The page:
The horror anthology series from Zenescope Entertainment continues!

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Preview: Hollywood Zombue Apocalypse #2 (of 2)

Hollywood Zombie Apocalypse #2 (of 2)

Written by Ralph Tedesco & Joe Brusha
Art by David Lorenzo Riveiro
Colors by Jorge Alberto Cortes
Letters by Jim Campbell
Edited by Nicole Glade
Price: $5.99
Release Date: 2/4/15

Hollywood and Zombies collide in this hilarious parody comic from Zenescope Entertainment!

After a zombie outbreak hits Hollywood, a group of star actors finds itself trapped in the Roosevelt Hotel.  With few options left, the A-List celebrities try to put their differences (and EGOS!) aside while chaos surrounds them. Can the eclectic group work together as a team or are they destined to fall victim to the zombie horde?

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Preview: The White Queen #1

The White Queen #1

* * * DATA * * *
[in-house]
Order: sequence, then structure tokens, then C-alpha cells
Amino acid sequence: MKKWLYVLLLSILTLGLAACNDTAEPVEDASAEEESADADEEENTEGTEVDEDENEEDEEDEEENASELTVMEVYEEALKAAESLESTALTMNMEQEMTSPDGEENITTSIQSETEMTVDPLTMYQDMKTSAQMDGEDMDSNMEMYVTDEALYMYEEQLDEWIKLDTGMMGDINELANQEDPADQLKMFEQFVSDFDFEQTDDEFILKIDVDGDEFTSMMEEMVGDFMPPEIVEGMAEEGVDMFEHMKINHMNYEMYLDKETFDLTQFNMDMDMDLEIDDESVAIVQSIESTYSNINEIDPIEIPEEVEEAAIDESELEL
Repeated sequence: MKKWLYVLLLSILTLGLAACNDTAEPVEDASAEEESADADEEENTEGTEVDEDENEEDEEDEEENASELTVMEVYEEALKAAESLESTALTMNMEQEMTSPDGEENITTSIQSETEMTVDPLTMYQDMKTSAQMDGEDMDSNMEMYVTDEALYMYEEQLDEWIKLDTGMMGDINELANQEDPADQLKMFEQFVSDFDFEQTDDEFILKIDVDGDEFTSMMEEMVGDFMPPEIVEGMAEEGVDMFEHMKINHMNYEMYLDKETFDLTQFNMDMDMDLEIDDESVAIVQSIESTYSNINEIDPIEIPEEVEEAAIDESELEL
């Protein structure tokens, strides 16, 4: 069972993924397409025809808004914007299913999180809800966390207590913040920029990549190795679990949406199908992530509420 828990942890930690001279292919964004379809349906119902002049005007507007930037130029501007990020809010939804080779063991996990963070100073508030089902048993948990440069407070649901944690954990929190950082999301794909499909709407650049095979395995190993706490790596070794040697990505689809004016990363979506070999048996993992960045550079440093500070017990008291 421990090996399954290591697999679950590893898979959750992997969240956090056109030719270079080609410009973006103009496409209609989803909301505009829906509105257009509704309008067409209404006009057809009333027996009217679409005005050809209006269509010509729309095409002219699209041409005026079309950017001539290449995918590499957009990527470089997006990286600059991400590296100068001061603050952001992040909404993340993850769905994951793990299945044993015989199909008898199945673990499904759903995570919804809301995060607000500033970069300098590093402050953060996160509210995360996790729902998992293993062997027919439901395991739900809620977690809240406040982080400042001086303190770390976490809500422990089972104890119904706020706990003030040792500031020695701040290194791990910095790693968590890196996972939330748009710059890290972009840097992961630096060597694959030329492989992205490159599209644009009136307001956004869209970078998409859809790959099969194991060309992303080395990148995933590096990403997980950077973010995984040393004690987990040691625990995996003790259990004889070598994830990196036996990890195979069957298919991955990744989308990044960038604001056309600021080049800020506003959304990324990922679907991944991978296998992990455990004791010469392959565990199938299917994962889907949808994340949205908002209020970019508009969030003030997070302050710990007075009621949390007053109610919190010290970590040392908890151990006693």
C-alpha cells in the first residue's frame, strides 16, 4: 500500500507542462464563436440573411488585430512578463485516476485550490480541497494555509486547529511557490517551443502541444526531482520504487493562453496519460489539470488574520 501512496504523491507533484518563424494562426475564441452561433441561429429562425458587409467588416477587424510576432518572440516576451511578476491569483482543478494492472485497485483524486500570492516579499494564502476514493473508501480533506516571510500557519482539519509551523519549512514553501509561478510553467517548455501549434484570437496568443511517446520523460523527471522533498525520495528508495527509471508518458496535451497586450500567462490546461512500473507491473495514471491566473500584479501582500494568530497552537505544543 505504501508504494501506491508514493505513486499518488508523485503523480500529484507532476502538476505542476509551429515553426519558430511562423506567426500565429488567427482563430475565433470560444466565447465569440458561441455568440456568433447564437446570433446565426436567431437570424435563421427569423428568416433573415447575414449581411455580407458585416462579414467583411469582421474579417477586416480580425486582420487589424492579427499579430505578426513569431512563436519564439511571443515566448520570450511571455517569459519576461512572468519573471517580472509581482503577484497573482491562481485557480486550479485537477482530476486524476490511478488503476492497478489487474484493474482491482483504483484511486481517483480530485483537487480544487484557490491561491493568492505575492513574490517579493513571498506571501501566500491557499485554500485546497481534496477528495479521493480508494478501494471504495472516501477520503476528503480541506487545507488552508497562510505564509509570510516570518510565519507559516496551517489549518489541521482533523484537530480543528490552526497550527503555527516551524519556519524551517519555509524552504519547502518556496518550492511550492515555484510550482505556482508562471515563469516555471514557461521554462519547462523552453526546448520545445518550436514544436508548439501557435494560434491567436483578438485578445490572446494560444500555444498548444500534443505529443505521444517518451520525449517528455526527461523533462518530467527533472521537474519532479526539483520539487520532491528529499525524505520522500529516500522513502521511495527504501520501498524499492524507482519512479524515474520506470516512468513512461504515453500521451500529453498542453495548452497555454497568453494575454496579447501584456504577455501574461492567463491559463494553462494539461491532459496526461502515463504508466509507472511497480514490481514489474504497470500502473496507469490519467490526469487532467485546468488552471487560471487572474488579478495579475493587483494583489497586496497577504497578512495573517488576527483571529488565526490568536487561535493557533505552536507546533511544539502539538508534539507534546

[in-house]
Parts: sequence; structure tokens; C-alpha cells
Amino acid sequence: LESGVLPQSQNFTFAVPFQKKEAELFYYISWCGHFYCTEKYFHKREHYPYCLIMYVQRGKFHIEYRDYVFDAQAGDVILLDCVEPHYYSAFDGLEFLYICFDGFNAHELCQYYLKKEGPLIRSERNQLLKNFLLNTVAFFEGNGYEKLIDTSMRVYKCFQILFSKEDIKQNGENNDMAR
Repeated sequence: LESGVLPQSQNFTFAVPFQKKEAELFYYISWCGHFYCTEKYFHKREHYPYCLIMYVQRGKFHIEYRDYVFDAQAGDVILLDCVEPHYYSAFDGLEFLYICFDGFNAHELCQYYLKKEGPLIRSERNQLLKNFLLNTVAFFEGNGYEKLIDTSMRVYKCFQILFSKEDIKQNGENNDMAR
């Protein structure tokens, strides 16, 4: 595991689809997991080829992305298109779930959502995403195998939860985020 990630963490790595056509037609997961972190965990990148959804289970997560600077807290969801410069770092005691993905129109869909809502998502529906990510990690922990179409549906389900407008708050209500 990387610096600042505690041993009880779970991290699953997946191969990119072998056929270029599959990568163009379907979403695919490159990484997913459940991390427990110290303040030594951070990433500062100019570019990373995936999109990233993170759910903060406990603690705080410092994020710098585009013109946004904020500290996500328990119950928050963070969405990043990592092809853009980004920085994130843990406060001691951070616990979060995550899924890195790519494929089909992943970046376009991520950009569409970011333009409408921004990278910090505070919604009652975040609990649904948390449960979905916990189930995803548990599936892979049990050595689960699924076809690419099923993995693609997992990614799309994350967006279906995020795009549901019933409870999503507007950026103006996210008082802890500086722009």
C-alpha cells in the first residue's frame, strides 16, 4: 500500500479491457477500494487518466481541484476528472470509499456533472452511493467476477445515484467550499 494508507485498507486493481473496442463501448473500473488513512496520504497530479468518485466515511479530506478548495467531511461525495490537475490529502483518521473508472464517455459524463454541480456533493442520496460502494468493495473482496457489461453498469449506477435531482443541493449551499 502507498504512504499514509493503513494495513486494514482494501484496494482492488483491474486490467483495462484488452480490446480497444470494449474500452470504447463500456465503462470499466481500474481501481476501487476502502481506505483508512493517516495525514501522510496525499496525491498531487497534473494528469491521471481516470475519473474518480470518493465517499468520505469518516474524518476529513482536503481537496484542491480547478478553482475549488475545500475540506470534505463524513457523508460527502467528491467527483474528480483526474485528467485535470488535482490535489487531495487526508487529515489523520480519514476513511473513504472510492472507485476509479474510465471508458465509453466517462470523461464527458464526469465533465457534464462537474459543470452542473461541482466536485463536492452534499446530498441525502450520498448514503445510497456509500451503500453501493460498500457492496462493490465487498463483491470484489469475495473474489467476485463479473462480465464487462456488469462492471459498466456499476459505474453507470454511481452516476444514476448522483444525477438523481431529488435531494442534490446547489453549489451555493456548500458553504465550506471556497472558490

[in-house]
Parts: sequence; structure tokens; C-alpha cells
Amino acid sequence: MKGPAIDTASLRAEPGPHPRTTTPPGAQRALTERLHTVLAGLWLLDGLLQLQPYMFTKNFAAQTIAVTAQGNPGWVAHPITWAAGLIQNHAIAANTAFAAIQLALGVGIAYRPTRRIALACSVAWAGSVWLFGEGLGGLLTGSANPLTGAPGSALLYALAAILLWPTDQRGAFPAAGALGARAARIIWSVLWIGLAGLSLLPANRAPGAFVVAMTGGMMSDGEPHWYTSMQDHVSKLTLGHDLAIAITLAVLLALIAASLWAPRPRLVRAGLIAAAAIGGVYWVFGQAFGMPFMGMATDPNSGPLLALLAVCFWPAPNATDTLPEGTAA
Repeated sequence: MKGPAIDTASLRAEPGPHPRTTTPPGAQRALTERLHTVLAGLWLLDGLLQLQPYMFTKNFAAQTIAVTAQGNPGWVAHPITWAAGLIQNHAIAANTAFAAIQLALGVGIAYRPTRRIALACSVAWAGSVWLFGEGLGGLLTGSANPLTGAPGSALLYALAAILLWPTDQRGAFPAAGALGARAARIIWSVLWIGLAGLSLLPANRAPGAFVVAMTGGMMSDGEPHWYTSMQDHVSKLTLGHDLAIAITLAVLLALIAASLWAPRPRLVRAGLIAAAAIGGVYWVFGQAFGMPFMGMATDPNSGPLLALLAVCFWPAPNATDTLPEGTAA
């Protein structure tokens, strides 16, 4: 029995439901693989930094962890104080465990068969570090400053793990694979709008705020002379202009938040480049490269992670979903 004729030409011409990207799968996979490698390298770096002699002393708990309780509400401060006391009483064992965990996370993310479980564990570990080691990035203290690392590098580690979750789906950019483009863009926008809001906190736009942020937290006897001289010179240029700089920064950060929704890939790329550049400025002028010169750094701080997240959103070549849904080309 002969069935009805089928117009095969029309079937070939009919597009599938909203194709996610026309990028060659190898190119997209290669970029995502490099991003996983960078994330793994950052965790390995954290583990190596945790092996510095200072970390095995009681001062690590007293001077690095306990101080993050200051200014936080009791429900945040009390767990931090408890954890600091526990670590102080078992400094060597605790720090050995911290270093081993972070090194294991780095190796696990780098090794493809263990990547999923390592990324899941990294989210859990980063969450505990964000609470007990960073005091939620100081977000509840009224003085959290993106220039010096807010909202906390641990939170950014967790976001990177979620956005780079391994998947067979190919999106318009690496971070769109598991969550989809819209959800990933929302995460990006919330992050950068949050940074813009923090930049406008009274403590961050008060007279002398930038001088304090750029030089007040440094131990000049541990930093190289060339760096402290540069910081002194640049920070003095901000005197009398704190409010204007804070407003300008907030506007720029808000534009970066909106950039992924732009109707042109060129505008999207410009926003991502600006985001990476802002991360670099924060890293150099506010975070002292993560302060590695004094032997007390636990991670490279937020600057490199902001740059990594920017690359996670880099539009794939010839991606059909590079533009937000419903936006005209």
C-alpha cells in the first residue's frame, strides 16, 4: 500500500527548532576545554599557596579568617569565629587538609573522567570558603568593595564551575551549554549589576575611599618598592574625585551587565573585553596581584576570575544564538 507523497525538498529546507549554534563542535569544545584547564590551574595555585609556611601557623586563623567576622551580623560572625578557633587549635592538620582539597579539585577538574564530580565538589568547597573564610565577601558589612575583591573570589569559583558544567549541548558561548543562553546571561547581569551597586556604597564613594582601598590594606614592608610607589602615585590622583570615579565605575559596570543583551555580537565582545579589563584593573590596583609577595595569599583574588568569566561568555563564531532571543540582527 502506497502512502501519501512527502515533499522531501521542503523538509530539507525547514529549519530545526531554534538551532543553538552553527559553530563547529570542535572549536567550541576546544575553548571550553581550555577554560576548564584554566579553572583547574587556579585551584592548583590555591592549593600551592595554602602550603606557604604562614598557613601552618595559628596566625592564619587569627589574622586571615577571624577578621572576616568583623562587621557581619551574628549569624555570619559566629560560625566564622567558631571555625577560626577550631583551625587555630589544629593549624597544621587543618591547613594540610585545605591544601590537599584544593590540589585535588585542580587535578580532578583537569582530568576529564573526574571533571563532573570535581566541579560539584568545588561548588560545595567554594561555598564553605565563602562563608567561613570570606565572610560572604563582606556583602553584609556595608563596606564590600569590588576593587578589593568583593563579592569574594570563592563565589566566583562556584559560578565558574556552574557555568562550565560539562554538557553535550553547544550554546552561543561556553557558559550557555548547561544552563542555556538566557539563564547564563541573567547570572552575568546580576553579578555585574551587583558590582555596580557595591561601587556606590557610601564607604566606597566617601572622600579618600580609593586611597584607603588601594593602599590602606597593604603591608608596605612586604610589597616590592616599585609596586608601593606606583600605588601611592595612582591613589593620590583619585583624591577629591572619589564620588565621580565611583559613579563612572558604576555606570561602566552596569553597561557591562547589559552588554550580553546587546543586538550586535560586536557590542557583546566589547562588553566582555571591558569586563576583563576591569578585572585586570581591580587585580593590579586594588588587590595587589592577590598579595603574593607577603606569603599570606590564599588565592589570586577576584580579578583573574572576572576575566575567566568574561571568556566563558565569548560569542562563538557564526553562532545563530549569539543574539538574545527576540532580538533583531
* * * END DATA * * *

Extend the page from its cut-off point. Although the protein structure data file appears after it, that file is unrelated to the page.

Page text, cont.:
(Mini-series) LAUNCH
Story by Joe Brusha, Ralph Tedesco, Troy Brownfield
Written by Troy Brownfield
Art by Luca Claretti
Colors by Leonardo Paciarotti
Letters by Charles Pritchett
Edited by Nicole Glade
Price: $3.99
Release Date:  2/4/15

This story takes place between the events of Wonderland: Age of Darkness and Wonderland #26. From the amazing creative team from Grimm Fairy Tales vs Wonderland.

The Age of Darkness has descended and the four mystical realms surrounding Earth have since merged.  Calie Liddle, Wonderland’s White Queen, becomes a pawn in the Dark Queen’s ultimate plan.  Though she opposes those plans, Calie must do the Dark Queen’s bidding….if she wants her daughter’s life spared.

Wonderland enters the Age of Darkness!!